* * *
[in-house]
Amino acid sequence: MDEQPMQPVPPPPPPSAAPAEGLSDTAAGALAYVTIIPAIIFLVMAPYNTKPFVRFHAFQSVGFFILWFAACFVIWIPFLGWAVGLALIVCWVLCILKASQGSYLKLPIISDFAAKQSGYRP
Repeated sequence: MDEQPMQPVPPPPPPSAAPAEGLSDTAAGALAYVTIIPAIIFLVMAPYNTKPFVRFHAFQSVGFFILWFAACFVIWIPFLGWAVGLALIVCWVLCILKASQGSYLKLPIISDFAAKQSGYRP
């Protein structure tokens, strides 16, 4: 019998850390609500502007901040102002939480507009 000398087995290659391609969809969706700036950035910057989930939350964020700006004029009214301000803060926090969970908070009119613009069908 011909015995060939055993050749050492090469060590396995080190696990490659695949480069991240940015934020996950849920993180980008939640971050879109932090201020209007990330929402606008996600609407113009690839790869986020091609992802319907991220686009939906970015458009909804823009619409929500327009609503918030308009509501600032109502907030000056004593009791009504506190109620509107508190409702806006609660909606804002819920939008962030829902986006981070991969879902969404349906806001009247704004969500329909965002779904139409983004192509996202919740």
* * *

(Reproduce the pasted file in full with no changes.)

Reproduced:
[in-house]
Amino acid sequence: MDEQPMQPVPPPPPPSAAPAEGLSDTAAGALAYVTIIPAIIFLVMAPYNTKPFVRFHAFQSVGFFILWFAACFVIWIPFLGWAVGLALIVCWVLCILKASQGSYLKLPIISDFAAKQSGYRP
Repeated sequence: MDEQPMQPVPPPPPPSAAPAEGLSDTAAGALAYVTIIPAIIFLVMAPYNTKPFVRFHAFQSVGFFILWFAACFVIWIPFLGWAVGLALIVCWVLCILKASQGSYLKLPIISDFAAKQSGYRP
């Protein structure tokens, strides 16, 4: 019998850390609500502007901040102002939480507009 000398087995290659391609969809969706700036950035910057989930939350964020700006004029009214301000803060926090969970908070009119613009069908 011909015995060939055993050749050492090469060590396995080190696990490659695949480069991240940015934020996950849920993180980008939640971050879109932090201020209007990330929402606008996600609407113009690839790869986020091609992802319907991220686009939906970015458009909804823009619409929500327009609503918030308009509501600032109502907030000056004593009791009504506190109620509107508190409702806006609660909606804002819920939008962030829902986006981070991969879902969404349906806001009247704004969500329909965002779904139409983004192509996202919740």